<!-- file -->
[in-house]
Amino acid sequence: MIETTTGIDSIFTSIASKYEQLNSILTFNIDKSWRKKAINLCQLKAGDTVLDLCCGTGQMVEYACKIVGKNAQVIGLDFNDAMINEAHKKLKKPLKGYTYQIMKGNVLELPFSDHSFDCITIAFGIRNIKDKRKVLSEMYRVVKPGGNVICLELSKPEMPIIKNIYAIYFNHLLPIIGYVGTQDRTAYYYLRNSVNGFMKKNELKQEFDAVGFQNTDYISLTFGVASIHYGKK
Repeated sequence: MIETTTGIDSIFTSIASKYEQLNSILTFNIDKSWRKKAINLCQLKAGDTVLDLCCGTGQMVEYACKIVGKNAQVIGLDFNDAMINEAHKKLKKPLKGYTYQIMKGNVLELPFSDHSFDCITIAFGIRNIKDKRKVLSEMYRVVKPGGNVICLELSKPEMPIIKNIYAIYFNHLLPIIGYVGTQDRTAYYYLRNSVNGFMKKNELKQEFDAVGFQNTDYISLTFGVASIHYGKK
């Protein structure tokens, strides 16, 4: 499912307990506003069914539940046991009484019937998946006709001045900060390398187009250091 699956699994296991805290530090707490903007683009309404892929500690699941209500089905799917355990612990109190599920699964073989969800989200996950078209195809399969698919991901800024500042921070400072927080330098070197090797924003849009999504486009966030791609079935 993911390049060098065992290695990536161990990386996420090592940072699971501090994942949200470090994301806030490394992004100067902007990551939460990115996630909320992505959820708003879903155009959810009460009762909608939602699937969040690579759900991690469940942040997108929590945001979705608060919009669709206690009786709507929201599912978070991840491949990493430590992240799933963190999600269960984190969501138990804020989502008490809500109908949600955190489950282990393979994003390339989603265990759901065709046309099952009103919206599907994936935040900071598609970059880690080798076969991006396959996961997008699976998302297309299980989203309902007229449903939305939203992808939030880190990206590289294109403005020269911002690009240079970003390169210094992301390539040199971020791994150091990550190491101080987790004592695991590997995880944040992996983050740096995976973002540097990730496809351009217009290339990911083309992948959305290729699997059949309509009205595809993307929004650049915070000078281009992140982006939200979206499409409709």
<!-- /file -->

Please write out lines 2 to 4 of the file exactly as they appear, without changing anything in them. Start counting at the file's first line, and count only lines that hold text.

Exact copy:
Amino acid sequence: MIETTTGIDSIFTSIASKYEQLNSILTFNIDKSWRKKAINLCQLKAGDTVLDLCCGTGQMVEYACKIVGKNAQVIGLDFNDAMINEAHKKLKKPLKGYTYQIMKGNVLELPFSDHSFDCITIAFGIRNIKDKRKVLSEMYRVVKPGGNVICLELSKPEMPIIKNIYAIYFNHLLPIIGYVGTQDRTAYYYLRNSVNGFMKKNELKQEFDAVGFQNTDYISLTFGVASIHYGKK
Repeated sequence: MIETTTGIDSIFTSIASKYEQLNSILTFNIDKSWRKKAINLCQLKAGDTVLDLCCGTGQMVEYACKIVGKNAQVIGLDFNDAMINEAHKKLKKPLKGYTYQIMKGNVLELPFSDHSFDCITIAFGIRNIKDKRKVLSEMYRVVKPGGNVICLELSKPEMPIIKNIYAIYFNHLLPIIGYVGTQDRTAYYYLRNSVNGFMKKNELKQEFDAVGFQNTDYISLTFGVASIHYGKK
């Protein structure tokens, strides 16, 4: 499912307990506003069914539940046991009484019937998946006709001045900060390398187009250091 699956699994296991805290530090707490903007683009309404892929500690699941209500089905799917355990612990109190599920699964073989969800989200996950078209195809399969698919991901800024500042921070400072927080330098070197090797924003849009999504486009966030791609079935 993911390049060098065992290695990536161990990386996420090592940072699971501090994942949200470090994301806030490394992004100067902007990551939460990115996630909320992505959820708003879903155009959810009460009762909608939602699937969040690579759900991690469940942040997108929590945001979705608060919009669709206690009786709507929201599912978070991840491949990493430590992240799933963190999600269960984190969501138990804020989502008490809500109908949600955190489950282990393979994003390339989603265990759901065709046309099952009103919206599907994936935040900071598609970059880690080798076969991006396959996961997008699976998302297309299980989203309902007229449903939305939203992808939030880190990206590289294109403005020269911002690009240079970003390169210094992301390539040199971020791994150091990550190491101080987790004592695991590997995880944040992996983050740096995976973002540097990730496809351009217009290339990911083309992948959305290729699997059949309509009205595809993307929004650049915070000078281009992140982006939200979206499409409709």